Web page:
By Jaime Yaya Barry
During some unknown moon circles ago, the village of Thampèreh was cursed with the Angal-Heyrsa virus. It is a dangerous disease that affects the heart and strips off its victims’ dignity, respect, shame, and fear of the divine without them knowing it. Over time, the virus turned into a full-blown plague and took over the village’s public institutions. Pulakoun scientists believe that Angal-Heyrsa is one of the leading causes of corruption.
The Council of Elders in the village came up with a plan to curb the spread of the virus by establishing various offices, including the Tomb Raider’s office and that of Paint Collector.
The Tomb Raider’s office had a broader scope and had people with archeological experience dig into the village’s tombs and ruins to uncover the misery of the virus (See article on Thampèreh’s Tomb Raider).
The Paint Collector’s role involved working on recommendations from the office of the Tomb Raider and, in other cases, investigating issues of mismanagement and embezzlement of the village’s resources as part of the fight against corruption. The Elders’ Council code-named the office the Anti-Corruption Commission and has a commissioner as its head.
Many commissioners headed the institution, but only a handful reached public expectations of their work. In fact, instead of acting as anti-corruption crusaders, many were known Accompanying Corruption commissioners.
A little over thirty-six moon circles ago, Thampèreh’s current Painter appointed a dynamic wig man to be the village’s new Paint Collector. While the circumstances surrounding his appointment were controversial, he was a good pick for the job. He’s young, charismatic, and was one of the most vocal voices in telling Painters how they should use the village’s paint. He had a rigorous approach to investigating public officials for embezzlement, mismanagement of funds, and other racketeering activities in the village.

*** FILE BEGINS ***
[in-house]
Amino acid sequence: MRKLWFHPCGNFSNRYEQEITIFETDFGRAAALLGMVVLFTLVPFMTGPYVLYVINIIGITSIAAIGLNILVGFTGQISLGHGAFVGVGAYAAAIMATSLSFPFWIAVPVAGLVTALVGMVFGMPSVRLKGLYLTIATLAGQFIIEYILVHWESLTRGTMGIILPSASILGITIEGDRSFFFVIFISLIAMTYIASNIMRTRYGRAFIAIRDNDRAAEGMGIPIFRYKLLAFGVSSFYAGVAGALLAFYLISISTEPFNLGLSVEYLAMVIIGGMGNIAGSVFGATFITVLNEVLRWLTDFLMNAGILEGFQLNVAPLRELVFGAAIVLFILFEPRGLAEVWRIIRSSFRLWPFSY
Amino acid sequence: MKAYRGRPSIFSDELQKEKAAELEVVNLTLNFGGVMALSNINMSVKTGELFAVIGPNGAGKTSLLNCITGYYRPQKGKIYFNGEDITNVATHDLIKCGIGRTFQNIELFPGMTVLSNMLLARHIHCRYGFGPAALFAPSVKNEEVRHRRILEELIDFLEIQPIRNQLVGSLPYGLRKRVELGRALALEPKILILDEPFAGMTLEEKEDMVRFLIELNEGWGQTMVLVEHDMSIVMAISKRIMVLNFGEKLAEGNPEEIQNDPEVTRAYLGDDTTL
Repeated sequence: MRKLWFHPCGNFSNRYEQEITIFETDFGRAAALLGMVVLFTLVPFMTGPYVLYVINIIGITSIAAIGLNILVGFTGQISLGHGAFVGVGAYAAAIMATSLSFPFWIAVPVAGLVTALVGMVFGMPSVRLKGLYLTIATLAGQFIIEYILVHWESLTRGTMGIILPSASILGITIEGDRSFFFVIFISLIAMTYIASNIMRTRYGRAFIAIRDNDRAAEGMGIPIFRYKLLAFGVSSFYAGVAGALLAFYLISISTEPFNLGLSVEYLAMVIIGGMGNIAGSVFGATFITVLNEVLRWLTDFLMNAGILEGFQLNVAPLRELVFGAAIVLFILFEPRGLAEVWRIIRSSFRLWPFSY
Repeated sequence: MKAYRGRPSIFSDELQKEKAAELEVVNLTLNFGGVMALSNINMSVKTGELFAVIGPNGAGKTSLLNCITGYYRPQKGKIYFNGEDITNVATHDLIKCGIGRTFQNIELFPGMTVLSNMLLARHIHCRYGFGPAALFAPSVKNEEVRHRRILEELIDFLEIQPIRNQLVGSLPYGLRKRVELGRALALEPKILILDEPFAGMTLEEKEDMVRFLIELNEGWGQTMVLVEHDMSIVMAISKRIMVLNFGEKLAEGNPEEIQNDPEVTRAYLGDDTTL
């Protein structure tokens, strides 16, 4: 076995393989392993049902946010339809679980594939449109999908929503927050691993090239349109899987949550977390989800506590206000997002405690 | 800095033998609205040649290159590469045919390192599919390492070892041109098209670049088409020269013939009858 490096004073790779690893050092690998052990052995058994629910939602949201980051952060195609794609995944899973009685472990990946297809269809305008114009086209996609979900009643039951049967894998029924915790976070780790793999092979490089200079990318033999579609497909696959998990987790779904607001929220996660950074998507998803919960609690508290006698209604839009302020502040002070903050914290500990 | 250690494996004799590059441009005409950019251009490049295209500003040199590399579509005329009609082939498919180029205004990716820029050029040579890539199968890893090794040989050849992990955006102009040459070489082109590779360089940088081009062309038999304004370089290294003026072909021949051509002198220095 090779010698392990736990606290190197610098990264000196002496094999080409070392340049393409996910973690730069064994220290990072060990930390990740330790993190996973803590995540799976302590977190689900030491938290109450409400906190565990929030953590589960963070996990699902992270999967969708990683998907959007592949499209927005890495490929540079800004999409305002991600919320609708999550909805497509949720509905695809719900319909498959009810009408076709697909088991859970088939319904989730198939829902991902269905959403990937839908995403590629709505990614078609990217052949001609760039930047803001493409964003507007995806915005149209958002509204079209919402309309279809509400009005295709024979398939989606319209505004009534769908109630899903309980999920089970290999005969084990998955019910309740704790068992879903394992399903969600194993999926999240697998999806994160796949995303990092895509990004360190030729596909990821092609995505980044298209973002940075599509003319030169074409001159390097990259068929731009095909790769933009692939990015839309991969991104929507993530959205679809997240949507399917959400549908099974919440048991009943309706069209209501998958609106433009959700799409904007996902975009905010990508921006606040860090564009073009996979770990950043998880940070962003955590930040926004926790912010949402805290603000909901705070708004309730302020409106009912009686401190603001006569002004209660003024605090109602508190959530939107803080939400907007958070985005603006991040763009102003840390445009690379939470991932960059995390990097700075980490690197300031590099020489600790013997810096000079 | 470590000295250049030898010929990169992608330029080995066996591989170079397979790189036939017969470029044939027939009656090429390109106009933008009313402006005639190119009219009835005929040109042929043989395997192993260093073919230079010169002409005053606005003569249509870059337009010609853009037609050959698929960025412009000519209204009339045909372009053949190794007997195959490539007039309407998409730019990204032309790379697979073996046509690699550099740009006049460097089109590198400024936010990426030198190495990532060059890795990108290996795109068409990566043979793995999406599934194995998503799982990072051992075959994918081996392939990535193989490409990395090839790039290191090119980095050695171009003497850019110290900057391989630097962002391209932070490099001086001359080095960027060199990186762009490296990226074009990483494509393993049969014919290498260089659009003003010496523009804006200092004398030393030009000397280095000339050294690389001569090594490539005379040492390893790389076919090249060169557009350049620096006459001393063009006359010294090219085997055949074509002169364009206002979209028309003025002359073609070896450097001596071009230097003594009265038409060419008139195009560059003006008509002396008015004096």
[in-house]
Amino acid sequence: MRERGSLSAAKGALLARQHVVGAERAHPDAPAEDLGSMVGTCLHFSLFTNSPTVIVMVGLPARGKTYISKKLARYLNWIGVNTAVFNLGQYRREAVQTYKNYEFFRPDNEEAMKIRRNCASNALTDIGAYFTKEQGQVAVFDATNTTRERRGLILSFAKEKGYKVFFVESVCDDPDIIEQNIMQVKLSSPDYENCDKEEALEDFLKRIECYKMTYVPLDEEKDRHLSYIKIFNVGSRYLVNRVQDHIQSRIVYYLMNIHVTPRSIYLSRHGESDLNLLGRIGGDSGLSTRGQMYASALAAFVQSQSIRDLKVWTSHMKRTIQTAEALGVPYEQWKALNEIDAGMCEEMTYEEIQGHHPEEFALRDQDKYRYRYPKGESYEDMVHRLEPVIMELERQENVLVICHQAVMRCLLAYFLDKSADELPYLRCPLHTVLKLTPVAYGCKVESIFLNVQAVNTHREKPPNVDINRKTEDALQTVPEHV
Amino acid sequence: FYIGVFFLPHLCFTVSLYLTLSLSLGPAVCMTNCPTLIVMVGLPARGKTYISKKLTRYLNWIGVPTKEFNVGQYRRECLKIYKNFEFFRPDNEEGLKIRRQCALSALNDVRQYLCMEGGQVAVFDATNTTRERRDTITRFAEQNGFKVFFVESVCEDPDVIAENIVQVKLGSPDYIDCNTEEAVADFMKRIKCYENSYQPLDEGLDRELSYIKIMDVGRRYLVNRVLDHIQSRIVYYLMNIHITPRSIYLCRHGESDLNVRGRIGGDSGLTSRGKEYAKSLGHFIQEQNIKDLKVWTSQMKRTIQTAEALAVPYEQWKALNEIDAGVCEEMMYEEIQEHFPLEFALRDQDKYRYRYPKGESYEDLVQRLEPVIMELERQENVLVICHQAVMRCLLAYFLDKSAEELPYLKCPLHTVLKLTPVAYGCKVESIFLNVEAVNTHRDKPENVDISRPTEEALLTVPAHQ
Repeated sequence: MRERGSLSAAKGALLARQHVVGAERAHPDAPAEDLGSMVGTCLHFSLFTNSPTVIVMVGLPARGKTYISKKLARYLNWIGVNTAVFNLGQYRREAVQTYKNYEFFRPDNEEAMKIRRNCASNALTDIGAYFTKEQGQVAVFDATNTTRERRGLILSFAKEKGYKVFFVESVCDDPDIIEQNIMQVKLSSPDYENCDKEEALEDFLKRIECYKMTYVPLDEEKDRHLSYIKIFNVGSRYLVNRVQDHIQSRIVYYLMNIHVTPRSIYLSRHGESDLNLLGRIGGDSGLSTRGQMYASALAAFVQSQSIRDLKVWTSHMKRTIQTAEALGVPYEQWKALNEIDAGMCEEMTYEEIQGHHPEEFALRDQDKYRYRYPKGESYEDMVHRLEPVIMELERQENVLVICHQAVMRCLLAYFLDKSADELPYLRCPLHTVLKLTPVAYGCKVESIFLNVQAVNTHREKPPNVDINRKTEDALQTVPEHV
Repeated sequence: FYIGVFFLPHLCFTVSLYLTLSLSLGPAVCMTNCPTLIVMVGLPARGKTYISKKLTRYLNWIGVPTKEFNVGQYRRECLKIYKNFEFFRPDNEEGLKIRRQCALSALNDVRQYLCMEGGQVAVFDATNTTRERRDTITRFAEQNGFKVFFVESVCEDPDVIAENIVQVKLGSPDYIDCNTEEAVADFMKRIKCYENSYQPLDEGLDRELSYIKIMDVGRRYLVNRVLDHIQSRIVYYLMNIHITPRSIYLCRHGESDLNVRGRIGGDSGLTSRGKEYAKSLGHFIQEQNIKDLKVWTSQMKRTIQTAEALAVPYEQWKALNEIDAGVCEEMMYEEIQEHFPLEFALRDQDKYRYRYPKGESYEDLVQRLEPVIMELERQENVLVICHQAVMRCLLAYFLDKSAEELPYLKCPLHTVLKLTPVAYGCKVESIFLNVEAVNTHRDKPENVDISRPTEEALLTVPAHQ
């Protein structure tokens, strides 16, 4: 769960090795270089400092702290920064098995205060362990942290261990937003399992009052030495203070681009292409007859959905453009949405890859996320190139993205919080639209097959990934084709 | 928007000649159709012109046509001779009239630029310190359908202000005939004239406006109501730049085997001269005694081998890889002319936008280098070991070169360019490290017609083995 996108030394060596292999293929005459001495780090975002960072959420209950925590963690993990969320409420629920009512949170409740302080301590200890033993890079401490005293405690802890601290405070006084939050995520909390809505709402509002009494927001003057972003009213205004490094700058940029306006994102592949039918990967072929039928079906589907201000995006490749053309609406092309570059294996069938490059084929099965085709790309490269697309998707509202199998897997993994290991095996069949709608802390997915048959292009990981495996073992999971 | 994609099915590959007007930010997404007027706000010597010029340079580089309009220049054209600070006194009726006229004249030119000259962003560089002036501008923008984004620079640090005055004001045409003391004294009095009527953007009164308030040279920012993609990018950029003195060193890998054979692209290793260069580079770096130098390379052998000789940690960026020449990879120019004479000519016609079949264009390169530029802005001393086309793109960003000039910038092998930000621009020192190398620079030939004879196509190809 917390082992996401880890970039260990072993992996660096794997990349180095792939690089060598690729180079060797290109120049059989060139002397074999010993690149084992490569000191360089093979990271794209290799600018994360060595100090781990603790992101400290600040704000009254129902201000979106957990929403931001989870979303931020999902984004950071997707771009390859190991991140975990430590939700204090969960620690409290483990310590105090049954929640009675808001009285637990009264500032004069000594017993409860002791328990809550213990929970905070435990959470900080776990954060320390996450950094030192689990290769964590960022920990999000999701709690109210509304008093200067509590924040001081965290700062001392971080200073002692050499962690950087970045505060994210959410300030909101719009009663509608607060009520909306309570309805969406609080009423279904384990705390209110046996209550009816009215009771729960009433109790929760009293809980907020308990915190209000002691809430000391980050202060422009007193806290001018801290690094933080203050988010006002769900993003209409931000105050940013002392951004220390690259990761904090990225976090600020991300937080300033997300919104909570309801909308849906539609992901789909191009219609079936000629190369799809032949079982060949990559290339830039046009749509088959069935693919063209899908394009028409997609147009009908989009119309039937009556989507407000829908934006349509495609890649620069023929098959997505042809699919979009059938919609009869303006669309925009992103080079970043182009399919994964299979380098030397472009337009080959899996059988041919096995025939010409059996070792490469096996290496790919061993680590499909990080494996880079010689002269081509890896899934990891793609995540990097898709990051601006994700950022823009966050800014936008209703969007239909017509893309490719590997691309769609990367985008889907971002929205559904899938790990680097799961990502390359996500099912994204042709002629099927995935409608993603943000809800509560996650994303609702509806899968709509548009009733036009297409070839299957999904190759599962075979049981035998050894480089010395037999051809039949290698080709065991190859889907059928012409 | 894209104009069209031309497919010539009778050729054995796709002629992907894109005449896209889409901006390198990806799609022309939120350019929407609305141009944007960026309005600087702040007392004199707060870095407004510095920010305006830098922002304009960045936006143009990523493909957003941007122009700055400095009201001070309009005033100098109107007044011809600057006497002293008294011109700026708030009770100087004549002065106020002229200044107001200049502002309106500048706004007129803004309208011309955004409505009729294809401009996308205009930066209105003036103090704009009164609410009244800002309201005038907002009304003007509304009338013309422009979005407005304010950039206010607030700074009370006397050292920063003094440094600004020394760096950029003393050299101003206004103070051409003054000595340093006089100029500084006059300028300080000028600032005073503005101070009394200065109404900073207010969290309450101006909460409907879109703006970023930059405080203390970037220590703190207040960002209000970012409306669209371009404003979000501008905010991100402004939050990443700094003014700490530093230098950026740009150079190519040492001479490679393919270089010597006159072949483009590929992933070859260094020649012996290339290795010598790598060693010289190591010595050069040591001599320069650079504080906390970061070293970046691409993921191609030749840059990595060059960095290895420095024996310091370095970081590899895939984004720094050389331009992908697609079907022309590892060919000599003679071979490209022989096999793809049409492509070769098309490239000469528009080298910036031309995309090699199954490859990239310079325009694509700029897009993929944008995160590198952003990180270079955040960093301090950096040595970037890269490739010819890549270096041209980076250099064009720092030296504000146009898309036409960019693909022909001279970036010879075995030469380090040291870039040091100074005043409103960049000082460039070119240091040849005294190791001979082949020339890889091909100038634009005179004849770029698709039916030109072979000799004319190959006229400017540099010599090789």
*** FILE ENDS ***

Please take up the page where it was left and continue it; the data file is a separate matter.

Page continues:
But shortly after his appointment, the wig man moved from being one of the most charismatic and vocal young men to an ariogbo performer. He had a hunting book where he kept records of who deserved his and the Painter’s mercy and who didn’t. He exercised his strength on the weak using black venomous scorpions while protecting the powerful and burying their deeds in his thick wig. He became the syringe to infect the venom from the scorpions on the Painter’s adversaries.
The Accompanying-Corruption Commissioner divided his hunting book into two parts. The first part contains the names and ranks of the Painter’s adversaries or those who challenge his rule. Those are the ones that have tasted the venom from his scorpions.
The second part contains the list of people from the Painter’s cathedral where individuals drank small and large doses of the Angal-Heyrsa pathogen that would turn them into “Yes sir” and praise-singing men and women. Even with clear evidence of corruption and other racketeering deeds, the Accompanying-Corruption Commissioner considers actions by people in this second part of the book as “ethical issues.” He will then suggest writing recommendations to “help with prevention” of such acts in the future. Corruption rules are his hunting book, and he tends to interpret offences depending on who is involved. Recent calls to investigate fake Ph.D. buyers and their hunt for Thampèreh’s resources will continue to fall on deaf ears.
And for a Paint Collector who’s notoriously obsessed with masturbating on fake medals and awards issued by ghost institutions and groups, it is obvious the issue of counterfeit degrees will end up as an ethical problem shadowed by the Angal-Heyrsa virus.